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					     The Efficient Denoising Artificial Light
Interference using Discrete Wavelet Transform
           with Application to Indoor
            Optical Wireless System

   S. Rajbhandari, Prof. Z. Ghassemlooy, Prof. M. Angelova
        School of Computing, Engineering & Information Sciences,
          University of Northumbria, Newcastle upon Tyne, UK.

 Introduction to indoor optical wireless system (OWS)

 Challenges in OWS.

   Artificial light interference, its effect in indoor OWS links and techniques to

 DWT based denoising.

 Realization of the propose system.

 Future works

 Conclusion
                             History of Optical Communication
 The very first form of wireless
  speech communication was
  achieved at optical
  wavelengths in 1878 by
  Alexander Graham Bell, more
  than 25 years before Reginald
  Fessenden did the same
  thing with radio1.                                                        Diagram of photophone from Bell paper 1

 Development of LASER in 60’s, optical fibre and semiconductor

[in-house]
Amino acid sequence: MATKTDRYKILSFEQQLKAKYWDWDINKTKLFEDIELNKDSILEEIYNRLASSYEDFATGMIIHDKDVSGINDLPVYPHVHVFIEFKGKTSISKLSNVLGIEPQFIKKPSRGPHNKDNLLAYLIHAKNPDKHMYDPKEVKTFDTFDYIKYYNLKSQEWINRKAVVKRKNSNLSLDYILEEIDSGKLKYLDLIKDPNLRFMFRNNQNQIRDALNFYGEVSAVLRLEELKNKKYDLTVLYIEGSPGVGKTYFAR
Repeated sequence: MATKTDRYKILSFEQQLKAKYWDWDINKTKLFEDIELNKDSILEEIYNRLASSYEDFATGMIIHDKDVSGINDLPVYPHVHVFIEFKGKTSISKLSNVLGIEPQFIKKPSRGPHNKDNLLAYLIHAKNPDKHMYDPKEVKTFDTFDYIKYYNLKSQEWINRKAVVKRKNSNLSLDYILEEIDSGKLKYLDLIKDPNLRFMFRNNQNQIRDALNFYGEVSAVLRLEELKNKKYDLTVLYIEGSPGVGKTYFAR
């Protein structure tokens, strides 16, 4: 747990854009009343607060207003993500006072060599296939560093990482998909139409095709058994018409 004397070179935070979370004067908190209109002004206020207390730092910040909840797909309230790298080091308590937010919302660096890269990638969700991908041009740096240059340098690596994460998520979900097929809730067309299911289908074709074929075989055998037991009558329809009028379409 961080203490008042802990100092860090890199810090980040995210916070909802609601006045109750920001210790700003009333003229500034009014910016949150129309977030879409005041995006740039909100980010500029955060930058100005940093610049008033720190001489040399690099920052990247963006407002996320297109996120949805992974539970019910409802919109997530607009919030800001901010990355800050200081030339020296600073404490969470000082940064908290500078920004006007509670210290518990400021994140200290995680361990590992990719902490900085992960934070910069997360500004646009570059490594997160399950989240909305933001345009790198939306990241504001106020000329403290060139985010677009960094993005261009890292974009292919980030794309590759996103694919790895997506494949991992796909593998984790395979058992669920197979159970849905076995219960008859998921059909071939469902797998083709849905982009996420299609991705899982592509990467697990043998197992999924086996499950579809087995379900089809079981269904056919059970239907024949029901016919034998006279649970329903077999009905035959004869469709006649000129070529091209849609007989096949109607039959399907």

has made the modern communication possible.

 The modern era of indoor wireless optical communications was
  proposed in 1979 by F.R. Gfeller and U. Bapst 2. In fact it was the
  first LAN proposed using any medium.

  1   Alexander Graham BELL, American Journal of Sciences, Third Series, vol. XX, no.118, Oct. 1880, pp. 305- 324.
  2 F.  R. Gfeller and U. Bapst, Proceedings of the IEEE, vol. 67, pp. 1474- 1486, 1979.
              Optical Wireless System (OWS): Overview

   Communication system using light
    beams (visible and infrared)
    propagated through the atmosphere
    or space to carry information.
                                                   Typical optical wireless system components

 Optical transmitter
  Light Emitting Diodes (LED)
  Laser Diodes (LD)

   Optical receiver
    p-i-n Photodiodes.
    Avalanche Photodiodes.

 Links
  Non-LOS                                               Optical wireless connectivity 1
  Hybrid                          1   M. Kavehrad, Scientific American Magazine, July 2007, pp. 82-87.
                         What OWS offers

 Abundance bandwidth  High data rate
 License free operation
 High Directivity  small cell size  can support multiple devices
  within a room
 Free from electromagnetic interference  suitable for hospital
  and library environment.